Saturday, July 13, 2024

Bathroom banter does damage to state’s business brand

Congratulations to N.C. Reps. Chuck McGrady and Charles Jeter and N.C. Senators Fletcher Hartsell, Tom Apodaca and Tamara Barringer. They are the only Republican lawmakers standing up to the panderers who pressed for today’s special session at the N.C. General Assembly on the pretense of protecting people who use Charlotte bathrooms.

Congratulations also to Gov. Pat McCrory for not pressing for the session, even if he personally disagrees with the Charlotte City Council’s decision related to discrimination issues.

North Carolina’s advantages economically are so strong that this kind of legislative silliness won’t have a long-term effect. But such pandering does short-term damage to our brand as a welcoming, progressive business-oriented state.

My experience of more than 30 years in North Carolina suggests virtually all of the businesses and entities that are creating new jobs and opportunities here tend to be led by people who abhor discrimination. Why would they want to expand in a state that doesn’t show respect for all people?

The special session also points to the bitter partisanship blocking the state’s progress. Republicans know their chances of winning a majority in the city councils of North Carolina’s biggest cities are waning as fast as the opportunity for Democrats to win a majority of the General Assembly because of the 2010 gerrymandering.

But North Carolina’s charter limits the power of local entities, while granting overarching power to state government. It was written at a time when rural interests dominated the state. Rural interests remain vital — our state’s two most powerful lawmakers live in relatively small towns that increasingly rely economically on the big cities about 40-50 miles away. Sadly, more than two-thirds of our state’s growth is occurring in the three metro areas, rather than a more even division that would be healthier. Bathroom banter does nothing to attack that problem.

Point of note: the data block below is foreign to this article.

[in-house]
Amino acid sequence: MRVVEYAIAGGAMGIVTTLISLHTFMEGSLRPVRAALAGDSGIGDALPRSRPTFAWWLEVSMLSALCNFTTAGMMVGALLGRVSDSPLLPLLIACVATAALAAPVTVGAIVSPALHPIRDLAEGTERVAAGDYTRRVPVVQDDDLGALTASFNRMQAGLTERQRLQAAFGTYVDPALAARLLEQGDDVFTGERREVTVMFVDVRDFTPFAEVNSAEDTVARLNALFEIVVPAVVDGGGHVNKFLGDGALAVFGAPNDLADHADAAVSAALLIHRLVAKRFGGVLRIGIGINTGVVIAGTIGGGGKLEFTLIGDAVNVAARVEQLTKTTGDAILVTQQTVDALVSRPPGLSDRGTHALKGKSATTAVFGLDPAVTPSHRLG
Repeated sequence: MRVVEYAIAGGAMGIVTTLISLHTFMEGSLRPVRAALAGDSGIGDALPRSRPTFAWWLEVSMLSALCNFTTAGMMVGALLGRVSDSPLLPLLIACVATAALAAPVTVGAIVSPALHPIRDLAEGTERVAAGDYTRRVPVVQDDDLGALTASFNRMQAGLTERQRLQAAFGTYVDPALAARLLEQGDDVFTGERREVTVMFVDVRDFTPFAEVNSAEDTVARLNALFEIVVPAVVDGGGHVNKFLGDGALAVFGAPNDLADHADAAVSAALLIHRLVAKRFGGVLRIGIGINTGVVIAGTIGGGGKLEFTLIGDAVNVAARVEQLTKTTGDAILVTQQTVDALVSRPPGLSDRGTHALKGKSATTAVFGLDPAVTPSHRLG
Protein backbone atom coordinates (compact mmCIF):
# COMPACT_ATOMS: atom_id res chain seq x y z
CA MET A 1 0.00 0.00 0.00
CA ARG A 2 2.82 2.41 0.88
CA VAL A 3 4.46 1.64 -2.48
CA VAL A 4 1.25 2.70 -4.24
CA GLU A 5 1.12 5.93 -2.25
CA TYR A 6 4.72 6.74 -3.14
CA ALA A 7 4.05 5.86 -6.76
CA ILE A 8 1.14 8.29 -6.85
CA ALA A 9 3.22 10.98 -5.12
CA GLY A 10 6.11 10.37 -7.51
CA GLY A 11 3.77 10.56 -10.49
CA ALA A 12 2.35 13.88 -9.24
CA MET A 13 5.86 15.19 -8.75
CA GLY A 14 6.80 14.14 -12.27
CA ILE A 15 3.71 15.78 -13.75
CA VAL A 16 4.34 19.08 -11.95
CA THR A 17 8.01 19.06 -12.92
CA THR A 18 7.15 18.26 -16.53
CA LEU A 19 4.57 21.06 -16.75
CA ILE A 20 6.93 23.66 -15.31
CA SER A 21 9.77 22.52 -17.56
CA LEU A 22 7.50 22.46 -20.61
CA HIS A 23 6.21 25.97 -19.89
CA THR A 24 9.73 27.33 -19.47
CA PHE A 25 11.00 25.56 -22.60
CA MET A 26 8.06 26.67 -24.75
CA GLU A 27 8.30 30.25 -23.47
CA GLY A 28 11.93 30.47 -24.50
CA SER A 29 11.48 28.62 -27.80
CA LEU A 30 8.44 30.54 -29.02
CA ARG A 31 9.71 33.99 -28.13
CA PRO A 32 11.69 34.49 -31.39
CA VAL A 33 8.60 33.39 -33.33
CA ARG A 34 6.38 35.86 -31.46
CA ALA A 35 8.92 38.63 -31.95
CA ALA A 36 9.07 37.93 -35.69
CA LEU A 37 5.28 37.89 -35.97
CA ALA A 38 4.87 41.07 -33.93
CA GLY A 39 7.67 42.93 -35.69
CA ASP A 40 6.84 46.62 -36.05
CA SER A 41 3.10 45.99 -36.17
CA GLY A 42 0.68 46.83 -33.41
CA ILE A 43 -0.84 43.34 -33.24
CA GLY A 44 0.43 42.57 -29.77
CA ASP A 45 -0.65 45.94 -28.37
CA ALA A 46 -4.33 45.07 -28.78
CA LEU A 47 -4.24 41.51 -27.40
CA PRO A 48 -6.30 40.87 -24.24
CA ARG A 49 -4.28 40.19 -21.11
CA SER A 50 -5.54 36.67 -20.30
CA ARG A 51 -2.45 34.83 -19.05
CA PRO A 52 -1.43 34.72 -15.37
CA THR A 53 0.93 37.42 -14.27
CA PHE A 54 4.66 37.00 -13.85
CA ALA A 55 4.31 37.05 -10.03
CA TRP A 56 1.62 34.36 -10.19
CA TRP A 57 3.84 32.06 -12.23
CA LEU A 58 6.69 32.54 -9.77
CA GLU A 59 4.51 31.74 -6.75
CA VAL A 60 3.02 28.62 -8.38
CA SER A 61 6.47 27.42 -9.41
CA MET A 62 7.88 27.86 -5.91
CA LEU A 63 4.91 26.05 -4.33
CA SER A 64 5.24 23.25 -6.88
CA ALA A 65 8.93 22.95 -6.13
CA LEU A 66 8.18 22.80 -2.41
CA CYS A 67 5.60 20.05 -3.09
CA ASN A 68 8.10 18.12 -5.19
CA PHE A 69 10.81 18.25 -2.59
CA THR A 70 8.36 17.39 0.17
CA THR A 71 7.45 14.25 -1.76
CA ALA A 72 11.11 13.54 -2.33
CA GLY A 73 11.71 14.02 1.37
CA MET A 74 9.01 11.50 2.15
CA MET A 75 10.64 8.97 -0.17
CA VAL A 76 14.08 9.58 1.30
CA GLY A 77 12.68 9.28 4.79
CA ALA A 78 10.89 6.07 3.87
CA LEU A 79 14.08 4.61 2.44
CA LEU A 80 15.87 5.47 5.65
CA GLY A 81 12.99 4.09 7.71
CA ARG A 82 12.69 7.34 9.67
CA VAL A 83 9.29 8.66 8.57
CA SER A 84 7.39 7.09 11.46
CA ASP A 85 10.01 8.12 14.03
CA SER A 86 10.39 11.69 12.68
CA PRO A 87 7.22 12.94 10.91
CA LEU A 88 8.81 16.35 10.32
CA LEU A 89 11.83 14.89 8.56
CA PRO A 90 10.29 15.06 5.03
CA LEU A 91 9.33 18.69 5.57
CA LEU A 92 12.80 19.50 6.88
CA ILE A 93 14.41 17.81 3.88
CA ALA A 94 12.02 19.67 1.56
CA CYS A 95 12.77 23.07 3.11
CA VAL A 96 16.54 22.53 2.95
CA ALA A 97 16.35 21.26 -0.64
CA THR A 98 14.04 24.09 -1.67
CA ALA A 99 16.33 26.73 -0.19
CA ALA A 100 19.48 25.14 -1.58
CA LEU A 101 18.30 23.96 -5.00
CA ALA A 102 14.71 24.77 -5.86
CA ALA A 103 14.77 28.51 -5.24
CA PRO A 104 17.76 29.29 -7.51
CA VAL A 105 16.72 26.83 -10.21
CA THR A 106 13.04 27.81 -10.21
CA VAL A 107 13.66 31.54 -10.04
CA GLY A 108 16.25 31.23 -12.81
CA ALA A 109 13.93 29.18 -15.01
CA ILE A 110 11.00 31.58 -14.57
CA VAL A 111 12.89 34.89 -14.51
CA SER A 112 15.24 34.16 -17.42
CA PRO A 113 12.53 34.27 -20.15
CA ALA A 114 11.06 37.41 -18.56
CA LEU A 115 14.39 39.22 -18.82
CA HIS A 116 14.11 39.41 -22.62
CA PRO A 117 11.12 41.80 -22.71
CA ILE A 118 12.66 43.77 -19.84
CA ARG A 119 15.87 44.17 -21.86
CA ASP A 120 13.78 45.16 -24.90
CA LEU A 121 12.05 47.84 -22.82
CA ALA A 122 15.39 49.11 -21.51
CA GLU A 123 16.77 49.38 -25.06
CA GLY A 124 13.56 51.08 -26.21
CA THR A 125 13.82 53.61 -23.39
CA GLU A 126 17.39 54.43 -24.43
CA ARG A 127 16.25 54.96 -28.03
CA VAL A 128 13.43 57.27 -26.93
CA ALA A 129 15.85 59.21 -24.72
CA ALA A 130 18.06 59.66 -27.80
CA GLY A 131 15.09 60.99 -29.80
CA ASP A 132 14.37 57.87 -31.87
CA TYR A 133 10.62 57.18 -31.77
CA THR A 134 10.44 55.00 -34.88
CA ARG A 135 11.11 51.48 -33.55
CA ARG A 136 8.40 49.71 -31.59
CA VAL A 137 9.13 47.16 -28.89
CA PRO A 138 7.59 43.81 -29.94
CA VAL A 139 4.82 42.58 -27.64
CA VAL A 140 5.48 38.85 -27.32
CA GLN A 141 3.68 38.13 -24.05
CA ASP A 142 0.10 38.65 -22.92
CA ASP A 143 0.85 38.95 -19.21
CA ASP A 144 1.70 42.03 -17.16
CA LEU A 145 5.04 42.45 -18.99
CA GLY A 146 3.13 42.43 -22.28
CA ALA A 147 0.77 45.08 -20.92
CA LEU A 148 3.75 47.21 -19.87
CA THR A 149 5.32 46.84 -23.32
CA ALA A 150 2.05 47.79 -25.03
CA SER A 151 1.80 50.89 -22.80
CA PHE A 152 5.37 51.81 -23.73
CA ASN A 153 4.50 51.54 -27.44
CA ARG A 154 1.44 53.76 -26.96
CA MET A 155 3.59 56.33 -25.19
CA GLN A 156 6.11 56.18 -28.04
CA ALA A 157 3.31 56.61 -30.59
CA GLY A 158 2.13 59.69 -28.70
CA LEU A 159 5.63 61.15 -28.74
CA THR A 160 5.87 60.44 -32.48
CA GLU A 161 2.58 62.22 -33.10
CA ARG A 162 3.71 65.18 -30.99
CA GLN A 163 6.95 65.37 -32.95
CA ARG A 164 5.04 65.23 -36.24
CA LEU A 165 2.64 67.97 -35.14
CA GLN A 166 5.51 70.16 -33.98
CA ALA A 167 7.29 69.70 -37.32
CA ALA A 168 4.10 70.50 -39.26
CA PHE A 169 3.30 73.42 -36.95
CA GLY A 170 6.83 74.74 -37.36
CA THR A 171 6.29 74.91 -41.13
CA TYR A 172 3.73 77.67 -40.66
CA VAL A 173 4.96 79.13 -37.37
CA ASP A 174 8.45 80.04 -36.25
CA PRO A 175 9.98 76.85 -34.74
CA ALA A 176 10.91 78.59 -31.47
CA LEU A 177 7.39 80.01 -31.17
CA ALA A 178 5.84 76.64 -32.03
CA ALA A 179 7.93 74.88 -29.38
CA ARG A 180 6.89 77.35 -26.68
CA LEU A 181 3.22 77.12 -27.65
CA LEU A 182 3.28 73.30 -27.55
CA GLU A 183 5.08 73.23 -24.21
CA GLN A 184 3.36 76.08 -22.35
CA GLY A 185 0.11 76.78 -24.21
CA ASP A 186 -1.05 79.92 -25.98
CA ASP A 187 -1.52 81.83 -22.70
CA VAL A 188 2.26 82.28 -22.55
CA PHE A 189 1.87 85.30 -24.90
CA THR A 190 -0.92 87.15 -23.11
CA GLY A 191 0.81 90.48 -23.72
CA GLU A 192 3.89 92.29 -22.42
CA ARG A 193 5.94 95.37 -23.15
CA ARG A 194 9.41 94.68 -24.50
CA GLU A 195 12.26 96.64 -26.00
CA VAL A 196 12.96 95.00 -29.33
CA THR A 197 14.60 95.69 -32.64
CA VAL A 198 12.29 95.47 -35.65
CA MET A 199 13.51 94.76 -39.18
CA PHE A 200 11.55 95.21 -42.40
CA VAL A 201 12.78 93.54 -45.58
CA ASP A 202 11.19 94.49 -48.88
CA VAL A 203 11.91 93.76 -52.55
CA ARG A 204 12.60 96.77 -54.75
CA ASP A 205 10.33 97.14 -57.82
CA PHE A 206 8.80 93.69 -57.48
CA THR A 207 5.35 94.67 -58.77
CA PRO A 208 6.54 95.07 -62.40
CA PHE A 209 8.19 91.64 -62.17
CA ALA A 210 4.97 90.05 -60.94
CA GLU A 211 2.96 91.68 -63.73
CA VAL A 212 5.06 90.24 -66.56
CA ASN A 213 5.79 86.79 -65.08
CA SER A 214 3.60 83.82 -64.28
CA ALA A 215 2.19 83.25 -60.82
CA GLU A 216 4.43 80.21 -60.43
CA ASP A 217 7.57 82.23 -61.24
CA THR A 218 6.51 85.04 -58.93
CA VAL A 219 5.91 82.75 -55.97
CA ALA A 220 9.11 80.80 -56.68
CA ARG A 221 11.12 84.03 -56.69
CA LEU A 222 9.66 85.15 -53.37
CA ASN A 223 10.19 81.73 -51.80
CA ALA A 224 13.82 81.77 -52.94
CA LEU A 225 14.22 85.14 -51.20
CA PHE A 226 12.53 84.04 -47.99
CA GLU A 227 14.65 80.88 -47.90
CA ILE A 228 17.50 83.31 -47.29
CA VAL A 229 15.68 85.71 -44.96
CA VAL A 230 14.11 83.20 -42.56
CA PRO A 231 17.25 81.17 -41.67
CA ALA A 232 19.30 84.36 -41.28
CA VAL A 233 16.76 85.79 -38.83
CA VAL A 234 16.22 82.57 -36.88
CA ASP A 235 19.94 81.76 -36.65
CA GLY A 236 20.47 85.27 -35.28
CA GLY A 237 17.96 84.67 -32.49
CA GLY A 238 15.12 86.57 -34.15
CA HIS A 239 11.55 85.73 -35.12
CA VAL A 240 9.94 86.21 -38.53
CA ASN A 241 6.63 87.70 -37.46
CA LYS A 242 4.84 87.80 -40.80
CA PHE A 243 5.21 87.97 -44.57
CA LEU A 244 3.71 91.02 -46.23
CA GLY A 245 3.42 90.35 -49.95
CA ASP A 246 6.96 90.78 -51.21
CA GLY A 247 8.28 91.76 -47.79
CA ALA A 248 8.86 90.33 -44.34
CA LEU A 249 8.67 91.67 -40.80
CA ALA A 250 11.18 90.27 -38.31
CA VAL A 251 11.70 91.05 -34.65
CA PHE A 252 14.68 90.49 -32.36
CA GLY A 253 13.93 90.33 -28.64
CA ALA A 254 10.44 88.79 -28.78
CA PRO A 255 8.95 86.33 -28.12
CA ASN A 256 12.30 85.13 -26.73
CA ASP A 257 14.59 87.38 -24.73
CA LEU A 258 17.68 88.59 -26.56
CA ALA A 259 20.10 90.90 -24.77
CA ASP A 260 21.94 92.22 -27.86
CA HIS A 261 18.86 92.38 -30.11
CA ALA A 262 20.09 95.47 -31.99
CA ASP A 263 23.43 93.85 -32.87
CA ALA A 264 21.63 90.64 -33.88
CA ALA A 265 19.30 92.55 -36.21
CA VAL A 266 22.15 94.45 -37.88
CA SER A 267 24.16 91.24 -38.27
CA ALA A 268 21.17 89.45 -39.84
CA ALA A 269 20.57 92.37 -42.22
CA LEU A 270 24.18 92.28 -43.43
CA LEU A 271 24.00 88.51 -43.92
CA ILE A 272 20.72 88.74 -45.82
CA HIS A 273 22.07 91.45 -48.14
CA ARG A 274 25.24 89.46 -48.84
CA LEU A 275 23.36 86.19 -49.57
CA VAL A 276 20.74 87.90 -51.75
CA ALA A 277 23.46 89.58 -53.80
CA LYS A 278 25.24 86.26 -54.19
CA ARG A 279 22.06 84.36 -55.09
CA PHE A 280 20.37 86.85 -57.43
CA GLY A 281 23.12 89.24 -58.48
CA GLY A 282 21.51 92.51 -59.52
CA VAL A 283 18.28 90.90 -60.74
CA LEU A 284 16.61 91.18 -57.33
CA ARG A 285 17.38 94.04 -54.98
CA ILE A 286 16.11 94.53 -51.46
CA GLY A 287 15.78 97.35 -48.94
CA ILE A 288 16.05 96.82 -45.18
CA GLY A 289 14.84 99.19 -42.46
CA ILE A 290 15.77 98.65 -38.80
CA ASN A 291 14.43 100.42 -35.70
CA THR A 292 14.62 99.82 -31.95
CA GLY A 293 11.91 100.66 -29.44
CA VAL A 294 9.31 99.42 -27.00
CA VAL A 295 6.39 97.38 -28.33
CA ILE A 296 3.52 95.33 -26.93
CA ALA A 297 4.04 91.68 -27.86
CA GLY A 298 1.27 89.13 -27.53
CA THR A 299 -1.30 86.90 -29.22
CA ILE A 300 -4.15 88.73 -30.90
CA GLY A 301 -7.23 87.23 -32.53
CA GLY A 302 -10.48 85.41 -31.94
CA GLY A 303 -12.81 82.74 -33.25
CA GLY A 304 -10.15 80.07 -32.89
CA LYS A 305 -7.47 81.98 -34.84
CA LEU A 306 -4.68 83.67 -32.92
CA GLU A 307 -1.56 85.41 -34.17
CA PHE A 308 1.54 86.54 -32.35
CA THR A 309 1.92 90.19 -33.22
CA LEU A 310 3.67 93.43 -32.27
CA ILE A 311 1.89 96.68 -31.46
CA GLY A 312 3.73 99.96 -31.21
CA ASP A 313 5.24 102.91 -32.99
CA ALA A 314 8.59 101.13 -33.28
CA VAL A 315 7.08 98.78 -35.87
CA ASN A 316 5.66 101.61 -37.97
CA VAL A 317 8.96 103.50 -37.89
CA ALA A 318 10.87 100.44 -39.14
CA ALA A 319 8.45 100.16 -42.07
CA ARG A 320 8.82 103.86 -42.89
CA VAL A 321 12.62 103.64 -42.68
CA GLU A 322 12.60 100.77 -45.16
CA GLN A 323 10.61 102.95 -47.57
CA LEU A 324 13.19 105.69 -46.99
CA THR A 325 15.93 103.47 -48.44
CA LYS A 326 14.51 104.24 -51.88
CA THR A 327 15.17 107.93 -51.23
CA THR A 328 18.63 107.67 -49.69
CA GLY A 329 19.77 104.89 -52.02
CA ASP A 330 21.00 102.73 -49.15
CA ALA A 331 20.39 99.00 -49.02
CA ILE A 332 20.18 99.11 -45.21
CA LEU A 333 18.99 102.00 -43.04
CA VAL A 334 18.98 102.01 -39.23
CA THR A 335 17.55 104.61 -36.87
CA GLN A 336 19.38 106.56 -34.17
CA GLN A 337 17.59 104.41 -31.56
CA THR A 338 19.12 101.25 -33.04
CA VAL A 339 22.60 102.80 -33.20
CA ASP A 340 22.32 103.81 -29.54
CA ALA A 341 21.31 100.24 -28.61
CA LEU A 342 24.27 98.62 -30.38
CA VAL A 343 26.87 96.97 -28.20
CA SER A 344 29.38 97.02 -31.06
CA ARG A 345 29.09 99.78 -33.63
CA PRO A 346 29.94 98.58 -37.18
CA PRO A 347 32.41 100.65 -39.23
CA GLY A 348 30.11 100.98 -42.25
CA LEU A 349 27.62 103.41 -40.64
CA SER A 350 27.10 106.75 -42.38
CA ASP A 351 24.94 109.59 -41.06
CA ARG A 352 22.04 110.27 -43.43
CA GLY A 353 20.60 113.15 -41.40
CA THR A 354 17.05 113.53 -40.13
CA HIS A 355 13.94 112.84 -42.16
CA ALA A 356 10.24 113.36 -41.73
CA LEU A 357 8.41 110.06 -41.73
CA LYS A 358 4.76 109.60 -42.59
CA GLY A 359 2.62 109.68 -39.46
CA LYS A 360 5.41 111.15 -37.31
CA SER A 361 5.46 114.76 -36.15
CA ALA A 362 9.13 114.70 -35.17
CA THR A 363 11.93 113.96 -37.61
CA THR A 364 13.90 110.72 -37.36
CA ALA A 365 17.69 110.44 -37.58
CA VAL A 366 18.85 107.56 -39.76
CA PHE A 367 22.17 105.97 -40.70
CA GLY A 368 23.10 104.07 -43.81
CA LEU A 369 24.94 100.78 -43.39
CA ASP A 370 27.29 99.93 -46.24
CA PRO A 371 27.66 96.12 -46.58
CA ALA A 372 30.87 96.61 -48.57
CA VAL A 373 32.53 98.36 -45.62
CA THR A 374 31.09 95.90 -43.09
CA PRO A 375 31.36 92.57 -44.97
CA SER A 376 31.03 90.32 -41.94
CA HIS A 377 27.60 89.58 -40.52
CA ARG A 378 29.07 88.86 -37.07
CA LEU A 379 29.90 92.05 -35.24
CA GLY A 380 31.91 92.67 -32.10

The state charter enables people who may have too little time on their hands, or who need a winning issue for their present or future campaigns, to make bizarre comments about how Charlotte’s new law is “radical” and a “public safety issue.” It also may give them a chance to add considerably more important legislation that further blocks local control, such as capping the minimum wage statewide. That is a vital issue that needs serious debate and not be treated as an afterthought.

People who are afraid of visiting a Charlotte bathroom should do the obvious: Stay out of Charlotte bathrooms. Certainly there are plenty of available privies for the fearful in Kings Mountain, Eden and other places around the state represented by folks who don’t like Charlotte City Council decisions. (The council voted 7-4 for the nondiscrimination ordinance.)

My friend Ed Hinson, a veteran Charlotte lawyer, noted some issues that might be worthy of a special session — and matter to businesses — in a letter to The Charlotte Observer this week:

“If our teachers were among the lowest paid in the nation; if our poorest citizens could not afford a decent place to live despite a building boom; if many of our educated young people were burdened by oppressive debt; if a speedy travel lane reserved only for motorists who could afford it was being added to a congested highway, would our political leaders call a special session of the legislature to address these problems?”

David Mildenberg
David Mildenberg
David Mildenberg is editor of Business North Carolina. Reach him at

Related Articles